Bald Eagle Persuasion By Bill Hopkins

200440345-001The bald eagle persuaded me that I was right.

Plains, rivers, huge mountains, small mountains, deserts, and oceans. America has all kinds of landscapes and all kinds of people living here. I was born and raised in the Ozarks. They’re not mountains, not really. There might be some tall hills, deep valleys, and rolling country, but not true mountains.

I still live in the Missouri Ozarks near my tiny hometown named Marble Hill. (No one is quite sure why it’s named that. Despite what Wikipedia says, there is no marble or marble-like rock anywhere around.) My wife (mystery writer Sharon Woods Hopkins, author of KILLERWATT, KILLERFIND, KILLERTRUST, and KILLERGROUND, later this year) and I live deep in the boondocks, which means few vehicles ever pass on the gravel road in front of our house. It also means that we’re living on someone else’s property. That’s right, we’re trespassing on where at one time only animals lived.

That really doesn’t bother them much. In fact, the deer love eating Sharon’s flowers, the armadillos love digging in the mulch around the trees in our yard, the foxes love denning in the deadfall in a patch of woods near the house, and the coyotes run howling, mostly at night. Although bears and mountain lions live in our neck of the woods, we haven’t seen any of them. Yet.

This description sounds pastoral. And it is. Yet, when it came time for me to try my hand at writing a mystery novel, I wandered around my couple of isolated acres, pondering the location of a story about violent crime. Saint Louis? Memphis? New Orleans? I’m familiar with those cities. The notion of crime in a city is standard fare in mysteries and I love urban mysteries. There’s also a strain of mysteries that take place in the country. That’s what I decided I wanted to do: Write a mystery about the rural area that I knew best. Folks out in the country can murder with the best of them. And the protagonist? I’m a retired judge, but my hero could be a working judge who’s tired of listening to boring stuff in the courtroom. In fact, he thinks he’d make a better detective than judge. Since he is a judge, the law enforcement folks are hardly thrilled to have him snooping where he shouldn’t be sticking his nose.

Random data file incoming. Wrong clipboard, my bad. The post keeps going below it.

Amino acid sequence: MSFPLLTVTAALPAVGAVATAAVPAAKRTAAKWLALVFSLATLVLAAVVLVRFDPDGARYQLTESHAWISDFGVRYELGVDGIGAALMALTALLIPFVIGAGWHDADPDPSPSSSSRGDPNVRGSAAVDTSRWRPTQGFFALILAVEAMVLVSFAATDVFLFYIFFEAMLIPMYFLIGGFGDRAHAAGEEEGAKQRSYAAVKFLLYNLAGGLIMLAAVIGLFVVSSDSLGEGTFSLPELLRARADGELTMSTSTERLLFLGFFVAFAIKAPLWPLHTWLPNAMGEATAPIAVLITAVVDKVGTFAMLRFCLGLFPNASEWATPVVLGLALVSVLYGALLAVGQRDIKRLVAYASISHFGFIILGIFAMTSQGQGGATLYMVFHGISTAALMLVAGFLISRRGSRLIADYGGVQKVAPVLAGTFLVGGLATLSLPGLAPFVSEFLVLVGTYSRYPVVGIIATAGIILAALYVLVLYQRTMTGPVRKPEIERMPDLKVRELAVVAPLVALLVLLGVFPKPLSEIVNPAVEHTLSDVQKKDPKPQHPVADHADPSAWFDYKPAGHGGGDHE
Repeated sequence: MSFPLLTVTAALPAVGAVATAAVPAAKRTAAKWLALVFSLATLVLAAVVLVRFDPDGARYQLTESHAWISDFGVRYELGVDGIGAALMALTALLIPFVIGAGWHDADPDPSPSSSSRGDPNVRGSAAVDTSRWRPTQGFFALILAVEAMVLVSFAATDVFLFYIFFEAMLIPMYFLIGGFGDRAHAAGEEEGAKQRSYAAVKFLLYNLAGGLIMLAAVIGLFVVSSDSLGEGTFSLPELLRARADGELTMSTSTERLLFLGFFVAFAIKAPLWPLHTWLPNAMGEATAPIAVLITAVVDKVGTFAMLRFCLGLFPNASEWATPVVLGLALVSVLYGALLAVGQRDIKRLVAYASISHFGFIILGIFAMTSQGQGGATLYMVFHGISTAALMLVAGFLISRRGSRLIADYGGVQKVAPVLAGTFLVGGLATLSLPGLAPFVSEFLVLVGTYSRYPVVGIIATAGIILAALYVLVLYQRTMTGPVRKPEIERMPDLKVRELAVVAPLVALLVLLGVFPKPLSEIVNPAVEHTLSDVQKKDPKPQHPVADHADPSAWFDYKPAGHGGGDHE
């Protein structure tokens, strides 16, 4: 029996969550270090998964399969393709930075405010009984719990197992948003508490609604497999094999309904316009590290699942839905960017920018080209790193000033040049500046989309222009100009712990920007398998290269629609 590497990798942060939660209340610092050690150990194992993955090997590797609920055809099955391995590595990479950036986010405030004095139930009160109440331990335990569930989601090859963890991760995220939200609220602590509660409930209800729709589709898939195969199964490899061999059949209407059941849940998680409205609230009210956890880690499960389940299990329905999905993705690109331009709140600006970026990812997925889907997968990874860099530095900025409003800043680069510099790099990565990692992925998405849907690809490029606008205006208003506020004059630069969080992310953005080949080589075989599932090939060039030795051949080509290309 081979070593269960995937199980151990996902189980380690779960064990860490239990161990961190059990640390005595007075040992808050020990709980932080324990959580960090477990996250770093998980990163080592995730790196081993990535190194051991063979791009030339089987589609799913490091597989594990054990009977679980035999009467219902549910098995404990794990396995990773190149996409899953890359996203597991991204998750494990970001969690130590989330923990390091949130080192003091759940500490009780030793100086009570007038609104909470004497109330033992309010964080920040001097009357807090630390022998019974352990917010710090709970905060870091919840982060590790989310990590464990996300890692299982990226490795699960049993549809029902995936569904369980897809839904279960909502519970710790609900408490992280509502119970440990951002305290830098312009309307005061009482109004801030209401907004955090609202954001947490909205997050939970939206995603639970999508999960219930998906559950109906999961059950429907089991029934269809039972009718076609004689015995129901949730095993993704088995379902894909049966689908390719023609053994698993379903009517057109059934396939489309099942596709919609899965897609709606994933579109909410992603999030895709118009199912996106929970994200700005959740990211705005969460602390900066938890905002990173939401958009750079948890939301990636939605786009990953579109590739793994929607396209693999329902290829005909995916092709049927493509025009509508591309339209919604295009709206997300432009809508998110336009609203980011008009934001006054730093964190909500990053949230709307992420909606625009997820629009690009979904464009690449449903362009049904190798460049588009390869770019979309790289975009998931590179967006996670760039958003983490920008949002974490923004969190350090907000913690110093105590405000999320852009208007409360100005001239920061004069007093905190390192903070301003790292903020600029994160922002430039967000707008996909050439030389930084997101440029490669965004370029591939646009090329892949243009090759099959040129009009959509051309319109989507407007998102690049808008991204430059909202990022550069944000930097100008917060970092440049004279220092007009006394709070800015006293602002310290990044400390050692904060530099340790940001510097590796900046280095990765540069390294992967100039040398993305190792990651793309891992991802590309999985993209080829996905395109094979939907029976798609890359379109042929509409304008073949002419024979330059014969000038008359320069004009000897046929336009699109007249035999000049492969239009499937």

CourtingMurderThus was born Courting Murder:

When Judge Rosswell Carew makes the gruesome discovery of two corpses on a riverbank in the Missouri Ozarks, he’s plunged into a storm of deadly secrets that threaten both him and his fiancée, Tina Parkmore. Unsatisfied with the way the authorities are conducting the investigation, Rosswell, who’s always nurtured a secret desire to be a detective, teams up with an ex-con, Ollie Groton, to solve the case before the killer can murder again. Rosswell uncovers a maze of crimes so tangled that he must fight his way to a solution or die trying.

I knew the rural setting was right because I received a sign from on high. On the jaunt where I finally decided the location for the crimes, a bald eagle swooped overhead and lit in a tall oak tree. She has built her nest somewhere back in the forest behind my house. She regularly flies over our pond and helps herself to whatever fish happen to be swimming too close to the surface.

If the Ozark countryside is good enough for a bald eagle, then it’s good enough for a couple of murders!Available soon

(RIVER MOURN, the second in the series, won the 2014 Missouri Writers Guild Show-Me Best Book Award. BLOODY EARTH, the third in the series, will be out later this month!)

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3 thoughts on “Bald Eagle Persuasion By Bill Hopkins

  1. amreade says:

    Sounds great! I love that you came to the decision to set the story in your own backyard. The passion comes through in stories like that. Thanks for the great post.

  2. Yea for you, Bill! All my novels are set in the (Arkansas) Ozarks, a place I truly love. Two of them are–like yours–largely on our own land.Our 12 remaining acres and Ozarks forest home are now on the market, but they will always be in our memories! (And in my non-fiction book, DEAR EARTH: A Love Letter from Spring Hollow. ) I can agree with all you say except, for some reason, we have never had armadillos. However, skunks dig similarly. And deer–yikes, almost to herd levels, especially when our pear trees produce more than we can possibly pick, cook, freeze, eat. Whole families help us clean up what we cannot use. Raccoons get a few. Thanks so much for your book and telling us about it.

  3. I love to read anything set in the Ozarks. I’m not familiar with your books but they sound like something I would really like so I intend to start with the first book.

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